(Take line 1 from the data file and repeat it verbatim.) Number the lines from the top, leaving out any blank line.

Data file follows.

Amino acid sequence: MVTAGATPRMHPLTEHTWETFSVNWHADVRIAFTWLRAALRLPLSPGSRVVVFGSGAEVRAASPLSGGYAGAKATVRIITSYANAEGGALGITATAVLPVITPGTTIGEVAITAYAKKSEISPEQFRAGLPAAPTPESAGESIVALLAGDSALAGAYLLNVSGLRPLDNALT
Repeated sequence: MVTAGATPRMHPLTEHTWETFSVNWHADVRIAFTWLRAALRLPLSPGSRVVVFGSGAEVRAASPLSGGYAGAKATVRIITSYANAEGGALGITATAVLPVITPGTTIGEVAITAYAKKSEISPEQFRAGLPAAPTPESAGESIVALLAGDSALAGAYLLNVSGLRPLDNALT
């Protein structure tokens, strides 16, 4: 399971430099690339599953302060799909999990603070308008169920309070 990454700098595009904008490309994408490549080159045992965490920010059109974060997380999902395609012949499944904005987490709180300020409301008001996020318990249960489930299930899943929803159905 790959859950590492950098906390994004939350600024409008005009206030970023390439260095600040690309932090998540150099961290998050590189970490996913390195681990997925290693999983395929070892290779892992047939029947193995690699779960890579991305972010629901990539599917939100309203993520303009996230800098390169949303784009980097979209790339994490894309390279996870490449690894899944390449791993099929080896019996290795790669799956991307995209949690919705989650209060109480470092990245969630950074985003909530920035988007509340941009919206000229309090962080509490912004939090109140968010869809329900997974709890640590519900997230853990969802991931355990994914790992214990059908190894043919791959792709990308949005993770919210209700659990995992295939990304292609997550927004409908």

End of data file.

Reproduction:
Amino acid sequence: MVTAGATPRMHPLTEHTWETFSVNWHADVRIAFTWLRAALRLPLSPGSRVVVFGSGAEVRAASPLSGGYAGAKATVRIITSYANAEGGALGITATAVLPVITPGTTIGEVAITAYAKKSEISPEQFRAGLPAAPTPESAGESIVALLAGDSALAGAYLLNVSGLRPLDNALT